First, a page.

As stated above, regulations will prescribe projects that are considered to be additional – ie the additionality test will not be applied on a case-by-case basis. In this regard, the Government's position is that abatement practices and activities that are in wide use (ie that are common practice within an industry or region other than as a result of the CCA scheme) will not qualify as eligible offsets projects (s41(2)-(5)). Exposure draft regulations released by the Government contain a 'positive list' of activities that are considered to be additional (and are not common practice).12 This list includes the establishment of permanent plantings of native species, the re-establishment of native vegetation from residual seed sources through animal and plant management, the application of biochar to soil, the management of enteric emissions from livestock, and the application of urea inhibitors to livestock manure and fertiliser.

Additional activities may be added to the positive list where they are not common practice. Moreover, activities that are included on the positive list will be removed from it if they become common practice for reasons other than the CCA scheme (although the proponents of such projects might continue to receive CCA carbon credits until the end of the reporting period)13. For these purposes the assessment of whether an activity is common practice will depend on the relevant comparison group and the proportion of uptake (ie the percentage of landholders in the comparison group undertaking a comparable activity). An activity will be considered to be uncommon if 5 per cent or less of the comparison group undertakes the activity. If more than 5 per cent of the comparison group undertakes the activity, further assessment will be required to determine the 'take-off' point, ie the point at which the activity becomes common practice.14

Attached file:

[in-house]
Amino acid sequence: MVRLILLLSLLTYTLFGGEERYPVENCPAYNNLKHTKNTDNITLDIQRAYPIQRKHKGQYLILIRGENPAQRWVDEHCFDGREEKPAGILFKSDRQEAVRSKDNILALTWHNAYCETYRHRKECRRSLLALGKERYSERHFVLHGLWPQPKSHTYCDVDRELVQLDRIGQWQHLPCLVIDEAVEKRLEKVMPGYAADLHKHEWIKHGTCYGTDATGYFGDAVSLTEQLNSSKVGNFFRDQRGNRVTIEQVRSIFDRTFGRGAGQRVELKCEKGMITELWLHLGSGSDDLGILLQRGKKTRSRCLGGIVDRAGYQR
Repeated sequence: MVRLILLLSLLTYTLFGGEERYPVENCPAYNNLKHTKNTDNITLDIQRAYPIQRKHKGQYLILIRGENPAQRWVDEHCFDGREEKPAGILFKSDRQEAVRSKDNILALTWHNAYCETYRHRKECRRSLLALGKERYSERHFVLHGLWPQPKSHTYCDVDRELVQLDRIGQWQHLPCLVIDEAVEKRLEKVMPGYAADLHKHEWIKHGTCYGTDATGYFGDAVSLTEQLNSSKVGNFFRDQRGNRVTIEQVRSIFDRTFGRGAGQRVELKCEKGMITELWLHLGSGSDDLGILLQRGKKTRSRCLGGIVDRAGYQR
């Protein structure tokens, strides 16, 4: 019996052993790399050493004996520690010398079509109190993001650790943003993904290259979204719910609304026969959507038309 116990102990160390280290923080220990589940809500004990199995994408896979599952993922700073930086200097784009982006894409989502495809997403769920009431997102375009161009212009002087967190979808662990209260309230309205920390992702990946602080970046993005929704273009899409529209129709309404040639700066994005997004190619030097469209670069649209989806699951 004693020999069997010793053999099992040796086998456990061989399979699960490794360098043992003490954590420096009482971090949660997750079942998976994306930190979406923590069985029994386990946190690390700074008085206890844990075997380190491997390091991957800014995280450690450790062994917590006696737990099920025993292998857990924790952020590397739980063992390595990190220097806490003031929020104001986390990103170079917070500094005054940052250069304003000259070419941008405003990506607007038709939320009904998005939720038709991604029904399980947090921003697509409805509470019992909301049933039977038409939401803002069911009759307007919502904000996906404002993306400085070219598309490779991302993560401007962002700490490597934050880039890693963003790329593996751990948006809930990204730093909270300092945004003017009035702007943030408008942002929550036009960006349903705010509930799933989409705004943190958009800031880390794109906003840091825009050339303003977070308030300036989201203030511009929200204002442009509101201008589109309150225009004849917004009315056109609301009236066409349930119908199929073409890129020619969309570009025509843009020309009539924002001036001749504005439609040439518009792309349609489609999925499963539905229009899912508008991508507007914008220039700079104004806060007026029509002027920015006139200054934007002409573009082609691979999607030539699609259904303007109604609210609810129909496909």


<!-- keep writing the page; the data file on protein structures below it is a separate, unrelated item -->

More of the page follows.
The requirement that a project must not be mandated by law is one that requires further clarification. The CCA Explanatory Memorandum states that this requirement is not intended to exclude activities undertaken for the purposes of generating carbon credits or offsets which are to be used to meet an obligation under a regulatory approval to offset emissions from a project15. However, whether the projects (such as mine rehabilitation projects) will be considered to be mandated by law would seem to depend on the specificity of the obligation pursuant to which the project is undertaken. For example, while a project that is undertaken in compliance with a direct legal requirement to rehabilitate a mine site to a specified standard could be said to be mandated by law, this might not be the case where the obligation is simply to comply with a rehabilitation plan that is developed by the mine owner under a general requirement to rehabilitate the mine site in accordance with an approved plan.

Methodology determinations